Sheriff Frank Barnet and the Case of Bessie Ferguson


We had a sheriff named Frank Barnet. Contra Costa County had a sheriff for over forty years. His name was [R.R.] Veale. Veale was the oldest sheriff in point of service at this period of time in the state of California. He had a son named Billy Veale, who was under-sheriff. Sheriff Frank Barnet and Veale were really old-time sheriffs. Frank Barnet was very liberal. He'd sit down and drink during Prohibition. He was what a lot of people called a regular guy. He didn't think anything of prostitutes and open gambling operating. He believed you needed those!


That's life, huh?


Yes. You needed this, you see. It was a common belief that if you close these places up, you'll have a lot of rape cases on your hands. Well, that's what many people thought.

In his investigative force he had a criminal and a civil division. Joe Soares was a very liberal sort of a fella. He was the chief criminal deputy. A very good man, a good investigator--an honest man in all intents and purposes.

Sheriff Frank Barnet became involved in the Bessie Ferguson case. It was reported that he was supposed to be out at a bootlegging place on Park Avenue. It was reported that Bessie Ferguson met her death there. It was rumored that Frank Barnet was keeping company with her. She had lived over on, I think, Fifth Avenue, between Fourth or Fifth Street, down in that neighborhood.

Anyway, it was reported that she got in an argument there at this place, and someone struck her and knocked her down a flight of stairs and killed her. Now, I don't know if that's true, so this would only be a hearsay story, as far as I'm concerned. It was reported that they were drunk at the time.

I later heard that in order to dispose of the remains they cut her up. The newspapers were full of the story. They had to dispose of the body, and she was just going to disappear into thin air, as far as whoever was responsible for this was concerned. The story went on that there was a certain veterinarian who was very closely associated in this group,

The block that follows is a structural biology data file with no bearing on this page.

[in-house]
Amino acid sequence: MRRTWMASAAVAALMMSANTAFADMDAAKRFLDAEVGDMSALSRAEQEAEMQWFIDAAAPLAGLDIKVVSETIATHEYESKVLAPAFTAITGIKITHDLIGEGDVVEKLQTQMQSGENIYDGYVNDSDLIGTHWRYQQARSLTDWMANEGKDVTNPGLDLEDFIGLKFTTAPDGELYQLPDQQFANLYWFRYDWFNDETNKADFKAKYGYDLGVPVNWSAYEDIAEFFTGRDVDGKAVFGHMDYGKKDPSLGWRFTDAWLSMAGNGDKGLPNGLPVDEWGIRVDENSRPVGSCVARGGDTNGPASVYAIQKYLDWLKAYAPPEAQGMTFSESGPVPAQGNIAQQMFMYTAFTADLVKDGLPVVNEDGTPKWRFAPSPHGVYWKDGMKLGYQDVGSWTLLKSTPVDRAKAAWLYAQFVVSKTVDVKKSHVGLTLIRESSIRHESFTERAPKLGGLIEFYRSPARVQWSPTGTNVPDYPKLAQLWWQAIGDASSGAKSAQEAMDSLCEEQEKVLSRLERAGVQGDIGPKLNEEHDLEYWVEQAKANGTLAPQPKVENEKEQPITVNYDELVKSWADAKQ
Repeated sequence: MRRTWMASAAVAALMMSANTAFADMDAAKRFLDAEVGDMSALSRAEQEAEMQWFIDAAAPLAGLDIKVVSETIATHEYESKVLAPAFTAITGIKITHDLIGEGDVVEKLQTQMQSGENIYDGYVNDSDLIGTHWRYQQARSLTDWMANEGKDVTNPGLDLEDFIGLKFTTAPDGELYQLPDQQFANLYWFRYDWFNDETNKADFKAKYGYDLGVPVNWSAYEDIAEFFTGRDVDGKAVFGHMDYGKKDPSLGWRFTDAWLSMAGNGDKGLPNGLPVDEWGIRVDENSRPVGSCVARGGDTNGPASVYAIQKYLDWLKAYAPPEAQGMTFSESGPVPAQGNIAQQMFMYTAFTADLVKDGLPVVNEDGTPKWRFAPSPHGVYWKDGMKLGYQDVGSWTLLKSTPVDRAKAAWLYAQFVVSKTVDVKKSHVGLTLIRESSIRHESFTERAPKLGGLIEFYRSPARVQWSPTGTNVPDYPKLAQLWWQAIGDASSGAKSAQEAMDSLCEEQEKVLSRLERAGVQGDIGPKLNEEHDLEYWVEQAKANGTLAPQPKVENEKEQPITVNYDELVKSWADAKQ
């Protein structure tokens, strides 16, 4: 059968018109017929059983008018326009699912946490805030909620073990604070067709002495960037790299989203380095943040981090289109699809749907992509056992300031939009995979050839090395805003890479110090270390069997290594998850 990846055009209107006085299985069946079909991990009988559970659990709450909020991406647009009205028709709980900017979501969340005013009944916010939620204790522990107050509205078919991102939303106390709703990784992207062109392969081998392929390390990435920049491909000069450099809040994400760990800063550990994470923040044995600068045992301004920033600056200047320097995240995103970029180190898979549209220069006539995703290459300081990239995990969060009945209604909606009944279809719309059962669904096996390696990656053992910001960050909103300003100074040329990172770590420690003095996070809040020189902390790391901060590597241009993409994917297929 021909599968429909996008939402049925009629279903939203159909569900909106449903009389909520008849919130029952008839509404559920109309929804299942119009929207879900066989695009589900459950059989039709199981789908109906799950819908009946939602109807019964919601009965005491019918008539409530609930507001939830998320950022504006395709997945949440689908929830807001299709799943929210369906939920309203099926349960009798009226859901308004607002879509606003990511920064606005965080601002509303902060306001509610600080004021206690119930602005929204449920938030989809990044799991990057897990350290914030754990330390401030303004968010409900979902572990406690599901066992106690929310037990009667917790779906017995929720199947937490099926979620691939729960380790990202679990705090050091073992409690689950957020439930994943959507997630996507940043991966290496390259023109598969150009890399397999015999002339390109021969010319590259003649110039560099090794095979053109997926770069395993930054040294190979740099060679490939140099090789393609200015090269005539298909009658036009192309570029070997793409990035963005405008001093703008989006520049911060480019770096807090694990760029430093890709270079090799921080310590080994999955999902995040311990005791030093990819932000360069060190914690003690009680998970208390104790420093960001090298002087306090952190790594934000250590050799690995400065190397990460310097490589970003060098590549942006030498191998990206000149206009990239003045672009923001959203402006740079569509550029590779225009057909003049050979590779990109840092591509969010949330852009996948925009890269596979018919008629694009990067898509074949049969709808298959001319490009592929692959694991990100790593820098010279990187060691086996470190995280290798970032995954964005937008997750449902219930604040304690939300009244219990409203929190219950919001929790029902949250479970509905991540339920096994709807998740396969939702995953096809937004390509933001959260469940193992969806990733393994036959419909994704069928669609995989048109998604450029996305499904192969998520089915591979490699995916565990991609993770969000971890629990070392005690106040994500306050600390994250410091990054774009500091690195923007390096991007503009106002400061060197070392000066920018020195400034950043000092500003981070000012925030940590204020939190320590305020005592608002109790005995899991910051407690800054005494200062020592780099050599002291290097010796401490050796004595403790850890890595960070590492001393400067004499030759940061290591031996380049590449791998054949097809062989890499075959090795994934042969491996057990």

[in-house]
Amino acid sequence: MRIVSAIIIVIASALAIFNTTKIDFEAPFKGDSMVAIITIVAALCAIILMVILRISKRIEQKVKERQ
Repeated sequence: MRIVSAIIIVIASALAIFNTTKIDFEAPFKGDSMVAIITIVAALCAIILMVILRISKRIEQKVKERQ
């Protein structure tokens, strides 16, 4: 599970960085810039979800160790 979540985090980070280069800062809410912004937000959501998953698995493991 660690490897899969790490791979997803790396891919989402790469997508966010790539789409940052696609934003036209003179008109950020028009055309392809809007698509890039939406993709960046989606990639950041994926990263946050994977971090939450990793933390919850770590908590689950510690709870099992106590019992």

and that after they took the body out there, they dismembered the body and they cooked all of the meat off of the bones, and this is what was believed by those who were investigating it. They kept it very, very quiet.

Some of her remains were disposed of by throwing the bones into the marsh along the bay in Contra Costa County over in El Cerrito. Some duck hunters found this woman's ear with some hair on it hanging on a tule.


So that's why it's called the "tule murder"?


Yes. They found these here and some of the bones in a sack, which was just thrown over there. Cut up in small pieces so they'd fit into a stew pot. That's the reason--they were satisfied, but they could never prove it--they were cut to a certain size that would fit certain kettles, to cook the meat off. They didn't find all of the remains.

However, these were guarded very closely, and they were taken out to the University. Some pathologists or some other scientists worked on this and later on, by the Bay Farm Island bridge they found some more bones--just happened to be fished up by someone. So they put this together, and Bessie Ferguson had disappeared, and they come to the conclusion that this was Bessie Ferguson's remains.

I don't think they ever positively identified--now maybe they did--that this was Bessie Ferguson's remains. The ear had something to do with it, the hair had something to do with it. In those days they weren't too scientific about examination, to make a positive determination. I don't think they found the skull or any of the teeth.

Now I did hear that a good portion of the remains were at the University, but I don't know. The Oakland Police Department and the Contra Costa authorities were handling the investigation.


About this text
Courtesy of Regional Oral History Office, University of California, Berkeley
Title: Oscar J. Jahnsen
Contributing Institution: Regional Oral History Office, University of California, Berkeley
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